Monday, March 05, 2012


In his TWO ESSAYS ON ANALYTICAL PSYCHOLOGY, Paragraph 85, Jung talks about
personality typology.  He makes an interesting claim:  "Sensitiveness
is a sure sign of the presence of inferiority."  He is not speaking
here of emotional sensitivity or sensitivity to oneself, which can be
helpful qualities.  I believe he means the kind of reactive
maladaptation we can exhibit when we meet something that requires a
response from our least developed function (e.g., for the intuitive,
sensation; for the thinker, feeling).

Clearly, the more our four functions of adaptation to the external
world (thinking, feeling, intuition, sensation) are developed, the
more able we are to cope without becoming unduly exercised.  It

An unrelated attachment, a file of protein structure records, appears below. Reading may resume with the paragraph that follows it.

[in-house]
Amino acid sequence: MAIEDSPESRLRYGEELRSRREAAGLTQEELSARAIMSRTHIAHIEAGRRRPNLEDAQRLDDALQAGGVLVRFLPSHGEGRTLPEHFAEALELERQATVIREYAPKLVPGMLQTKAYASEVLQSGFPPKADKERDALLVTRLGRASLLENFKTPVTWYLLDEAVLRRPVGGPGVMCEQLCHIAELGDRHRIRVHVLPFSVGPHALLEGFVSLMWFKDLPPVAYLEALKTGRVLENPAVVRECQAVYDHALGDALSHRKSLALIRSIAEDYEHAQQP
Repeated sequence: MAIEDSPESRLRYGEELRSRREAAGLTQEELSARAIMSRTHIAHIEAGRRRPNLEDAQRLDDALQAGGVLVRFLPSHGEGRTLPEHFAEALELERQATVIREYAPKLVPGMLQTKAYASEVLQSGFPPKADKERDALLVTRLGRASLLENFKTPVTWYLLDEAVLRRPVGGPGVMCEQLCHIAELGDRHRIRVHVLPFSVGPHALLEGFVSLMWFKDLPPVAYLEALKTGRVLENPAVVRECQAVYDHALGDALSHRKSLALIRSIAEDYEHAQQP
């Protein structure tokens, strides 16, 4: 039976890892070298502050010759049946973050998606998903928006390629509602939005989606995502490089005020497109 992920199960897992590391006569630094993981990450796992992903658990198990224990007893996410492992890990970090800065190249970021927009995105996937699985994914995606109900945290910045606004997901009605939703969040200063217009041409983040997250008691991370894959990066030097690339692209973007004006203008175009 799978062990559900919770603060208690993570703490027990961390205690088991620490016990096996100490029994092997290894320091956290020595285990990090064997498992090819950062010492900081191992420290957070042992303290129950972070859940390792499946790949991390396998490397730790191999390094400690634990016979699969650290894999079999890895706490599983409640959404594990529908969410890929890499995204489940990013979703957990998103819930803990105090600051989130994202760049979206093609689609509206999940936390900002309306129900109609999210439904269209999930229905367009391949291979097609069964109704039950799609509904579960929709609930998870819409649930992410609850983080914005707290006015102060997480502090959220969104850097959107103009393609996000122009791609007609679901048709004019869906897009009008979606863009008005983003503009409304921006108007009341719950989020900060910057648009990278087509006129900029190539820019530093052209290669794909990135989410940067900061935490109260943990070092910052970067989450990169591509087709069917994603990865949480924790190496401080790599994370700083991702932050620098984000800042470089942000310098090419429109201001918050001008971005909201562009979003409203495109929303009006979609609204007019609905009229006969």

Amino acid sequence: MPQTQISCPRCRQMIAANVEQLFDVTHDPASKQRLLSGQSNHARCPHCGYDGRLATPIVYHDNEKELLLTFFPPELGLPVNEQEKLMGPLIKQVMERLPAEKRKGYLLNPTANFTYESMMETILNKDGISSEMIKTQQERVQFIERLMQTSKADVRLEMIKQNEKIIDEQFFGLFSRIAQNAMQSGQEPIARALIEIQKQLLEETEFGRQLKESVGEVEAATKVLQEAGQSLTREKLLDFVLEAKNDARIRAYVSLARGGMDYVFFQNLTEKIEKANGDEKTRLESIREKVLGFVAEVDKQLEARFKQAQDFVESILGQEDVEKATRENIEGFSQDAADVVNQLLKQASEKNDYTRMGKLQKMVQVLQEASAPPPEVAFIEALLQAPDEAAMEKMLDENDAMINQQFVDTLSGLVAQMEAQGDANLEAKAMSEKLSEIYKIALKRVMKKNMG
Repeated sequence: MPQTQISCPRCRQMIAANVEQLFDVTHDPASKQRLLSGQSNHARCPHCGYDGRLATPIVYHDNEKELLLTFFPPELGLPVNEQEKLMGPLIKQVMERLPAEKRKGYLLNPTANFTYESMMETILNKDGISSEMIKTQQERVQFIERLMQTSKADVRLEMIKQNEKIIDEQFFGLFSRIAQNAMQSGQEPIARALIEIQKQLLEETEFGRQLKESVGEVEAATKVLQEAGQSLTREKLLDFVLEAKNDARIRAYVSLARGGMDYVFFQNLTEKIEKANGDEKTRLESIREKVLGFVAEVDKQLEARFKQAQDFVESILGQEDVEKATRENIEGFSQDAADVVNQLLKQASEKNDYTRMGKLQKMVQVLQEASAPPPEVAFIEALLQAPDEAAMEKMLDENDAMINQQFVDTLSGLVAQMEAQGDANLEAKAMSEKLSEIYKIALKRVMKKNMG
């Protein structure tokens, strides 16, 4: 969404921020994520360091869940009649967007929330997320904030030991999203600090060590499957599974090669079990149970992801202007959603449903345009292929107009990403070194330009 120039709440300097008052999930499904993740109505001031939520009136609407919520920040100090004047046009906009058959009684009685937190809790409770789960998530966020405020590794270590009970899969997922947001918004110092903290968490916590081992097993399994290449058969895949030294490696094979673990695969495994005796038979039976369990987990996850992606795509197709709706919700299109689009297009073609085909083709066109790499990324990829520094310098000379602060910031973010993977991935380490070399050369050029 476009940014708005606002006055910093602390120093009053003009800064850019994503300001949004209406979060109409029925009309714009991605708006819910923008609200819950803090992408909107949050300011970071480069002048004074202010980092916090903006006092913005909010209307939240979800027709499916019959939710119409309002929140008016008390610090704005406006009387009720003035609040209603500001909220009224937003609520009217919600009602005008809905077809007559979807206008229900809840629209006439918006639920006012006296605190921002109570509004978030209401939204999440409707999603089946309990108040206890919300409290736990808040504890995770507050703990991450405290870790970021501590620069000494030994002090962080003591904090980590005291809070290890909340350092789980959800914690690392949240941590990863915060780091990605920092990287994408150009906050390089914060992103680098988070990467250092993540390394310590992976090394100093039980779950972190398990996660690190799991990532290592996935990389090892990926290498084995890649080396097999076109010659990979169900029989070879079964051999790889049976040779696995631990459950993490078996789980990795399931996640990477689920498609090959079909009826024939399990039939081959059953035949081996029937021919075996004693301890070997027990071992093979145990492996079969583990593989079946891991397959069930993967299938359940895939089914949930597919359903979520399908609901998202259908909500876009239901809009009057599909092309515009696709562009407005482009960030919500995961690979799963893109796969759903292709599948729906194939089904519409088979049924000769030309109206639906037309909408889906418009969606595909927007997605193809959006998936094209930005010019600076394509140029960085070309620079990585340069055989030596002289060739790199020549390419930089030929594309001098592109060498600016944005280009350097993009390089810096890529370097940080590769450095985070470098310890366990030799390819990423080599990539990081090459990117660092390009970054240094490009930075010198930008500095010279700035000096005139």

follows, then, that in those situations where we find ourselves overly
sensitive or taken over by some unconscious force that "attacks, it
fascinates and so spins us about that we are no longer masters of
ourselves and can no longer rightly distinguish between ourselves and
others," in those situations, we have the most to learn about
ourselves.  In other words, negative, unpleasant experiences can
provide profound learning experiences for us.

Reminds me of the conversation between a master and disciple:

Disciple:  How do I become wise like you?
Master:  Exercise good judgement?
Disciple:  That is no help.  How do I develop good judgement?
Master:  Good experience.
Disciple:  That is no help.  How do I have good experience?
Master:  Bad judgement.

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